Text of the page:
The Smart Meter Implementation Programme (SMIP) is arguably one of the most expansive and complex smart meter programmes globally. The UK government regards smart meters to be enablers of a low-carbon energy grid and has set out ambitious consumer-orientated aims within their programme across England, Scotland, and Wales. Despite considerable amount of research on how consumers will (or not) engage with smart meters, media discourses, where some public debates about smart meters are created and reproduced, have received little attention. This paper presents a content analysis of how smart meters are discussed within 11 years of popular print media coverage. A collection of nine discourses are identified: Four of these – “empowered consumers”, “energy conscious world”, “low-carbon grid”, and “future smart innovation” – depict smart meters as a harbinger of positive social change. Five of these – “hacked and vulnerable grid”, “big brother”, “costly disaster”, “astronomical bills”, and “families in turmoil” – represent smart meters as negative forces on society. The results show that discourses and associated storylines mainly represent continuous struggles over particular socio-technical promises linked to smart meters. Somewhat missing are attempts to open up the smart energy debate to broader issues of democracy and energy justice within the print media coverage.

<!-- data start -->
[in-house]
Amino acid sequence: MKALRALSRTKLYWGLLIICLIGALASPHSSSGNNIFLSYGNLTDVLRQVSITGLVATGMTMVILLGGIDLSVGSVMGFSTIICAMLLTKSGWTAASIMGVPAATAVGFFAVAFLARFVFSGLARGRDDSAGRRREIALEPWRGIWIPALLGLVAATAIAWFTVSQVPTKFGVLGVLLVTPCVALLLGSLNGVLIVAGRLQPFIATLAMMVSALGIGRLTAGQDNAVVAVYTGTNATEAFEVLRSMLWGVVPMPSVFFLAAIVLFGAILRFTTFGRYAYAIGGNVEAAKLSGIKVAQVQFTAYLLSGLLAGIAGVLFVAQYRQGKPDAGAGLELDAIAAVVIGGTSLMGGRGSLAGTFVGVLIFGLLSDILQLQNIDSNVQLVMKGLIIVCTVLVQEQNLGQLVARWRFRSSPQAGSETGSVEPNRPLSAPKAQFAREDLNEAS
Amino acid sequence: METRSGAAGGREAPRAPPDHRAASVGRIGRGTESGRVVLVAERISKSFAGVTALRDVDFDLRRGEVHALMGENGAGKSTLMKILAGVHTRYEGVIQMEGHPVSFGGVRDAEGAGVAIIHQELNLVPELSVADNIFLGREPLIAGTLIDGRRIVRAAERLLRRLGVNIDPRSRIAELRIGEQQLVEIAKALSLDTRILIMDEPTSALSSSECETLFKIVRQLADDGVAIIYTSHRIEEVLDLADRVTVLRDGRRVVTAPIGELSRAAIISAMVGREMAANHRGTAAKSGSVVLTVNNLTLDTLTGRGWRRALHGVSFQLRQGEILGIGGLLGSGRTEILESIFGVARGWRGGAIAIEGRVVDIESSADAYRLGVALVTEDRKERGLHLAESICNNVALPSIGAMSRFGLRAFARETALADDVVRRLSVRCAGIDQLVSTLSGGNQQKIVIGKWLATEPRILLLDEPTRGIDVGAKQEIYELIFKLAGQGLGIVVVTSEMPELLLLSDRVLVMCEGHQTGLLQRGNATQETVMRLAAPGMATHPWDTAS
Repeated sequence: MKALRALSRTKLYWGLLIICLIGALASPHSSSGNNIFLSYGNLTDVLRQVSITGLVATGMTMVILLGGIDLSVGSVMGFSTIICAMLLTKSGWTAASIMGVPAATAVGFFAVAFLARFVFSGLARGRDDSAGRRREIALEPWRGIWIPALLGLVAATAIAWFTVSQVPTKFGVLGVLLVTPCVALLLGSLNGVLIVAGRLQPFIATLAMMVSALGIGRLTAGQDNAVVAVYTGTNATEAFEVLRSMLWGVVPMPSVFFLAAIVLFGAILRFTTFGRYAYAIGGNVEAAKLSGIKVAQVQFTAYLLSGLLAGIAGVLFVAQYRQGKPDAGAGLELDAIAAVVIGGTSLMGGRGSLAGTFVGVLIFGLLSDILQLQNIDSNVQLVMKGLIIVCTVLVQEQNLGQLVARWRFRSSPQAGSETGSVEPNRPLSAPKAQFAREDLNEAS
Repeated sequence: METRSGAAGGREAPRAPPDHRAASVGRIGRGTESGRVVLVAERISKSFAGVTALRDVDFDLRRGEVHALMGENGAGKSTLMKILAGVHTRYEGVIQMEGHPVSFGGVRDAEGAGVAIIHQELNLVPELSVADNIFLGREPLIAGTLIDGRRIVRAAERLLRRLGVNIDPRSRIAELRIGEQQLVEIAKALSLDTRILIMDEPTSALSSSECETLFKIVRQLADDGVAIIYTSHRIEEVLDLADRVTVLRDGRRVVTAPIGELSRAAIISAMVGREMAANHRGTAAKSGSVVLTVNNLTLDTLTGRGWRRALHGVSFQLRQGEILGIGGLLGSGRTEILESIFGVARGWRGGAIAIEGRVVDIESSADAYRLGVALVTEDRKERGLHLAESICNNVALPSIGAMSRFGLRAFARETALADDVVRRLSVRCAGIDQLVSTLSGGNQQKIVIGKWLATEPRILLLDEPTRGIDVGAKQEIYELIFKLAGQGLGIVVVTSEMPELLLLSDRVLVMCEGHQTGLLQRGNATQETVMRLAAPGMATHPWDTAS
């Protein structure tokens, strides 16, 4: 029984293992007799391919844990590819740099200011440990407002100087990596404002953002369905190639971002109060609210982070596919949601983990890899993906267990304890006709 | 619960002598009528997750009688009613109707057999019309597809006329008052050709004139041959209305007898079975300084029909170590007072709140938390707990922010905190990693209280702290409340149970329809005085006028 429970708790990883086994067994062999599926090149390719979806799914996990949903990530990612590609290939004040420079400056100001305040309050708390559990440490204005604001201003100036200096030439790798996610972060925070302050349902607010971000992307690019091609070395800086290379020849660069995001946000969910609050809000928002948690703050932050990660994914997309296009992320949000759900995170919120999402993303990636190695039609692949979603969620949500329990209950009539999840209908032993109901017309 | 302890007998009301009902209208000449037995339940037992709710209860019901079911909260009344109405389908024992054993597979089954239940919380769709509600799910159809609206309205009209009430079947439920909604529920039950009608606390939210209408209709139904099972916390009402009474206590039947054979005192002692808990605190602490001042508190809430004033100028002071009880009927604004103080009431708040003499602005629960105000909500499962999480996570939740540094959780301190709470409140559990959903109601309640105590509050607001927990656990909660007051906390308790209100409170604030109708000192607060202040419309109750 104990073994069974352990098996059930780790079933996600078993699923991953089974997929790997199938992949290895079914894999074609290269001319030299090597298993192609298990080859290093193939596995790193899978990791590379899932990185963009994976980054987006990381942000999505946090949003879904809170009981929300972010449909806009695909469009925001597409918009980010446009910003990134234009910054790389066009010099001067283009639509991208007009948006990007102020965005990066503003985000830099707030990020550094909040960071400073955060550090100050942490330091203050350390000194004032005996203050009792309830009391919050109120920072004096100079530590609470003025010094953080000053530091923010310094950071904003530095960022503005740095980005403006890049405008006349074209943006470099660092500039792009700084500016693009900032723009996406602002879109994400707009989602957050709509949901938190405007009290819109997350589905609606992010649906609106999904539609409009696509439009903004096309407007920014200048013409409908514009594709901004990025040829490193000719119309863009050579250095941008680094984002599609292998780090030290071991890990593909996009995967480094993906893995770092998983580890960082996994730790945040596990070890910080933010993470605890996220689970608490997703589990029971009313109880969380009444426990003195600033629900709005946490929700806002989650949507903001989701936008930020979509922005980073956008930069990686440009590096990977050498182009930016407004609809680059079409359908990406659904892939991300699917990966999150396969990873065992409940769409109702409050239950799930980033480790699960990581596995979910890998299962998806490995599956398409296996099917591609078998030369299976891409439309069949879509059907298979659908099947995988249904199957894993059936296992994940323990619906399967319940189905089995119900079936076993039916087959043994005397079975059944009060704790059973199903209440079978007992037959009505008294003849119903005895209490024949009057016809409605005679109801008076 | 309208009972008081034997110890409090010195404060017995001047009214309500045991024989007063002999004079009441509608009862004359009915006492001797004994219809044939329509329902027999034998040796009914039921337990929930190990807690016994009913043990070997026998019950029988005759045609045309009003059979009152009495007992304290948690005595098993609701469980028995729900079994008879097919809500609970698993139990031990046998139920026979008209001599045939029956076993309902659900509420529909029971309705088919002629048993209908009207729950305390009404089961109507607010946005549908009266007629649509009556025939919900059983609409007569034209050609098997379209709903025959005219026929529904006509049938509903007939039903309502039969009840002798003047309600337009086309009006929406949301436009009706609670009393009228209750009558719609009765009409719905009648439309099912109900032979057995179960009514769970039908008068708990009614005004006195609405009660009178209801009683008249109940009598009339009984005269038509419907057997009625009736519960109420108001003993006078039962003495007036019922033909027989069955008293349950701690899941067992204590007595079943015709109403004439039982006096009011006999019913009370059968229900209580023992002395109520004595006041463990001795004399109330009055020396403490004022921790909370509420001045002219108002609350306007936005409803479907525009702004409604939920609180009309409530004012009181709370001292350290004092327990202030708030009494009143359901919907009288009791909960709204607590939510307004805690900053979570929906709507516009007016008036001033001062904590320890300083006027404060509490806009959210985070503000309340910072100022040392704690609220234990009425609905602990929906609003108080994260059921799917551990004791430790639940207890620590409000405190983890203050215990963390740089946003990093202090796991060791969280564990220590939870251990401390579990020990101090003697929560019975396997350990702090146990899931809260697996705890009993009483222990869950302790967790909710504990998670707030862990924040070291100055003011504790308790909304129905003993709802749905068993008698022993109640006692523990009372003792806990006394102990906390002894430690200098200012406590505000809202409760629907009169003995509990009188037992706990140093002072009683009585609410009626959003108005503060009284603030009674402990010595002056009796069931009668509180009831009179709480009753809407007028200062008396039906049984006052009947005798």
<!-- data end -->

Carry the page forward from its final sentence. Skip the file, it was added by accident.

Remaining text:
Find out more about our project on ‘Smart meter rollout in the UK: Dynamics of expectations‘.